Stop not doing what you know you should do!
You might think laziness, lack of willpower, and/or low motivation are to blame for the fact that you aren't achieving your goals. But fascinating research in the field of psychoneuroimmunology has revealed another, far more likely possibility. One with the potential to transform your life in a dramatic way.
The typical excuses for not doing what you know you should - I'm too stressed out... I don't have the time... I don't have the energy, etc. - are, in fact, manifestations of a complex, interconnected web of psychological, chemical, and neurological factors.
When activated, these factors can effectively paralyze you - making it virtually impossible for you to take the actions needed to create change in your life.
In other words, even if you're highly motivated... if you've got these internal circumstances operating, you aren't going to be able to do it.
But while the biochemistry may be complex, the solutions are actually quite simple.
Dr. Nick Hall reveals these solutions - and the fascinating science behind them - in I Know What to Do, So Why Don't I Do It? You'll learn:
PLEASE NOTE: When you purchase this title, the accompanying reference material will be available in your My Library section along with the audio. This title also has supplemental material associated with it. To access this material, please visit Nightingale-Supplements.
PLEASE NOTE: This title has supplemental material associated with it. To access this material, please visit Nightingale-Supplements.
©2007 Nick Hall (P)2007 Nightingale Conant
A clear and concise plan to enable me to make changes to my physiology and thinking when required.
I would have like to feel that I have a relatively easy plan to follow that would allow me to change my physiology as required but this was lost in the explanations. A summary at the end of the book would have been helpful.
On balance I have to say I am disappointed with this book. I do not feel that I am now any nearer doing what I want to do, if that makes sense. So I am rather disappointed. There were interesting scientific explanations about physiology which I suppose, in fairness, does shed light on why we don't do what we want but I was hoping for something more to take away
I do not feel the book was well organised as it seemed to jump from one area to another and back again.
I thought this might be some awesome insight as to why I procrastinate sometimes and what actions I might take to combat that. Instead it's many hours of a droning Dalek like voice of some clever dude who seems to have mastered the art of saying a lot but not very much at the same time. So glad I didn't pay full retail for this. I gave it five hours but no more.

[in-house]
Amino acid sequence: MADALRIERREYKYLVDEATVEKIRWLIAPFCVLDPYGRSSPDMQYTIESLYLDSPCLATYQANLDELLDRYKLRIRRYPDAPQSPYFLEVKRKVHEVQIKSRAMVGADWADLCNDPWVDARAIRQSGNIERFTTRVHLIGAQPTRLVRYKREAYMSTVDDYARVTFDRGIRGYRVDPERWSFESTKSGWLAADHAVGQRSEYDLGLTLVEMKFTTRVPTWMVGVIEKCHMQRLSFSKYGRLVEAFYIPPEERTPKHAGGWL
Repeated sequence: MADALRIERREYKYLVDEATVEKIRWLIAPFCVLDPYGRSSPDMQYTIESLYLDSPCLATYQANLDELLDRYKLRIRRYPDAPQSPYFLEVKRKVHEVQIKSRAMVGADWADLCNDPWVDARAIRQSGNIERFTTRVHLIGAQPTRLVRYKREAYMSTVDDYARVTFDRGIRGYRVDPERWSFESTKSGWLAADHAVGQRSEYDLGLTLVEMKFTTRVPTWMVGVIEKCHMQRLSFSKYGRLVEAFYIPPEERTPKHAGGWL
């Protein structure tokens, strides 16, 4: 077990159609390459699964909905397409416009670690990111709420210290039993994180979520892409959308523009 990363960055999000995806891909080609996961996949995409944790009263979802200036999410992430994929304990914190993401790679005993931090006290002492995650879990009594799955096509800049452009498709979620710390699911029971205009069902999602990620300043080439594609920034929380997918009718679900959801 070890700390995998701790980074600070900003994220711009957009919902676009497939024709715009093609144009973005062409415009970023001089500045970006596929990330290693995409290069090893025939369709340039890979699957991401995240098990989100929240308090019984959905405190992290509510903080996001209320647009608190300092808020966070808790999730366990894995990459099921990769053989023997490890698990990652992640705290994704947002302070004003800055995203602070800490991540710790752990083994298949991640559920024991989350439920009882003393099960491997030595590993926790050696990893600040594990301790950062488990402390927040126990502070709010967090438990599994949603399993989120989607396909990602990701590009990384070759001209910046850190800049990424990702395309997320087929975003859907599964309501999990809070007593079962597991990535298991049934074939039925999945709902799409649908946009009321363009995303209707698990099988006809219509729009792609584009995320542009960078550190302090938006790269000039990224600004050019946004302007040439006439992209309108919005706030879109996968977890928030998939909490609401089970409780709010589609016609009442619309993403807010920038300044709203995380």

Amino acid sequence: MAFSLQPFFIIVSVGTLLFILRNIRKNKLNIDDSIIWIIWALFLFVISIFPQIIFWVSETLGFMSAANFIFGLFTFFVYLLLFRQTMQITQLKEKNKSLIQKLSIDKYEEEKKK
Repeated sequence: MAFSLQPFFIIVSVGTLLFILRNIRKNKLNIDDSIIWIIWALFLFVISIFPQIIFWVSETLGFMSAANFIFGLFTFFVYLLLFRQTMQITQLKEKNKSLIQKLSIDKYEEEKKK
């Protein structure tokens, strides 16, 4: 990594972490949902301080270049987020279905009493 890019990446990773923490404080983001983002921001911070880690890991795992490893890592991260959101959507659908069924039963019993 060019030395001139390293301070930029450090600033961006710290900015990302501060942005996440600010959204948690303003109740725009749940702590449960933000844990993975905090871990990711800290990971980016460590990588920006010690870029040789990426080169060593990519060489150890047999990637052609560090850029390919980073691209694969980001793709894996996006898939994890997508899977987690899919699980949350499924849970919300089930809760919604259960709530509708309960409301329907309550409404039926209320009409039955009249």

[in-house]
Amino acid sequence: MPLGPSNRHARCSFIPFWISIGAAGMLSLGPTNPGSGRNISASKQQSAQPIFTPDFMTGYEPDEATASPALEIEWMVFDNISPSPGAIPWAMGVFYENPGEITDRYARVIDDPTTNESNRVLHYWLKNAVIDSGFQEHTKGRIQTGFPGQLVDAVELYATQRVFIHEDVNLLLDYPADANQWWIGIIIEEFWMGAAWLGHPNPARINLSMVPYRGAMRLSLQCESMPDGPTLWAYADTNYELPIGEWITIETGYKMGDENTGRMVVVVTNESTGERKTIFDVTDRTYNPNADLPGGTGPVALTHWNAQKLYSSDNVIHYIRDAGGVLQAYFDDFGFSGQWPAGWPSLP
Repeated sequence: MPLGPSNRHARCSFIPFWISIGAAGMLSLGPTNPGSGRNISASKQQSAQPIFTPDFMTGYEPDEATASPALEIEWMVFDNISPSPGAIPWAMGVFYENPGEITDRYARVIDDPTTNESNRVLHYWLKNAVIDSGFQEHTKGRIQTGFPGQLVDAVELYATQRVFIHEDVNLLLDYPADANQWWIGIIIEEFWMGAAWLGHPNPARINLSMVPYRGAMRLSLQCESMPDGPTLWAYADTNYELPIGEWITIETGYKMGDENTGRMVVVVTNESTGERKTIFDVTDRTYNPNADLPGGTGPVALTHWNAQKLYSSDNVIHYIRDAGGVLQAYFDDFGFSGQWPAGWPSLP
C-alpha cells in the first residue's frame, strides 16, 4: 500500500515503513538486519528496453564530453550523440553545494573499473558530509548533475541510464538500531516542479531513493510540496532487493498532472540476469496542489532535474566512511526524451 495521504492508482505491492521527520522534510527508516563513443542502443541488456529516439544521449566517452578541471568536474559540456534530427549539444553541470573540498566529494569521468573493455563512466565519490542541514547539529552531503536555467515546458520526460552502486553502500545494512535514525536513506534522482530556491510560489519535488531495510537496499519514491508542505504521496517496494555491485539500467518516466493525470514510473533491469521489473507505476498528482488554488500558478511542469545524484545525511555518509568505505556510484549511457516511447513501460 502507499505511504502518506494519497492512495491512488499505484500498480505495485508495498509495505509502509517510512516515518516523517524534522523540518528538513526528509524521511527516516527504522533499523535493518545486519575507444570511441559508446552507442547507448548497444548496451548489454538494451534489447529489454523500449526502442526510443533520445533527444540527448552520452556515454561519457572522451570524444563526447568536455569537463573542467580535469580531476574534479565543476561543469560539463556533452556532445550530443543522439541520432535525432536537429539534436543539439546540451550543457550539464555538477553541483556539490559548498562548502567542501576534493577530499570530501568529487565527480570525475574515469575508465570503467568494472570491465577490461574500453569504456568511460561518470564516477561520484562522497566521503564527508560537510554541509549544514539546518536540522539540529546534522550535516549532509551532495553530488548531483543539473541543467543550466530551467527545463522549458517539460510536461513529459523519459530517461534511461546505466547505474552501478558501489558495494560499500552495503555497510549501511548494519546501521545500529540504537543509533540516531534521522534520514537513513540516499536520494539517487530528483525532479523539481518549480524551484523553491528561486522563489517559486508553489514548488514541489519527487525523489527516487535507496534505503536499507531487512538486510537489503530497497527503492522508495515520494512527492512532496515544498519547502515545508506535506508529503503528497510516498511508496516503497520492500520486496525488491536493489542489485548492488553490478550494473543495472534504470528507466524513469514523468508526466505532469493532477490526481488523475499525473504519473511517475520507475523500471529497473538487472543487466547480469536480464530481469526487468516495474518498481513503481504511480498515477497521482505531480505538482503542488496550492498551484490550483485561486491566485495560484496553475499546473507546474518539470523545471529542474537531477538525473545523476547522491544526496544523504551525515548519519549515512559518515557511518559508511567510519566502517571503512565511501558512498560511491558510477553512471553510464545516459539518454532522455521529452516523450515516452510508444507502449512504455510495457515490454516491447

It's like listening to a seminar not an audiobook. You feel like someone just pressed record illegally and now you've stumbled across it. Quality is that bad. He drags on and on about nothing. Lots of filler stories. I wouldn't recommend this at all.
This is not an audiobook. It's a set of recordings of past seminars.
This means that you'll hear about the author's great kayaking achievements multiple times as well as lot of other repetition.
It is not very structured either. The final chapter for instance, starts with a 2 minute introduction about the author.
This is all a bit annoying, but once you revise your perception (as the seminars teach) it's not such a big deal.
I'm glad I listened to it in the end as it has some very interesting and posdibly useful info in it.
If it was turned into an audiobook, the listening time could probably be reduced by two thirds.
I would recommend it only for people who already have enough willpower to go through poor sound (and editing) quality recordings. Comparing to quality of other productions, this one sounds surprisingly poor.I find the way the talks were edited quite annoying (music and fake interview at the end).
This audiobook consists of many 1h talks recorded with really poor quality equipment.Nick delivers his talks in very didactic fashion, that creates distance "teacher - student" like, even when he shares his personal stories.
I wasn't looking for inspiration, but for solid knowledge, facts, research results, etc.. In spite of over 10h of material, there was more Nick's own advice than details about specific studies.And in some cases, the physiological details were completely out of proportion comparing to the entire production.
I find the content valuable, but unfortunately poorly balanced. Also quite difficult to listen to because of Nick's "didactic" style.
Knowledge sponge & passionate student of the spoken word that inspires creativity, courage and compassion in all, especially children.
I think if Nick went back and listened to himself he might take this off the shelves. very disappionted to have wasted a credit on this.
As others have said, more a series of lectures, with much repetition, than an audiobook.
Some useful tidbits, but certainly doesn't justify the title it has.
Maybe my expectations were too high, but that was due to the title and book blurb.
A few good parts but mostly a diluted self - help material squashed into one book. Over - simplifies some complex topics. If someone is coming cold to personal development then they get a whistlestop tour, but nothing much new in here for me.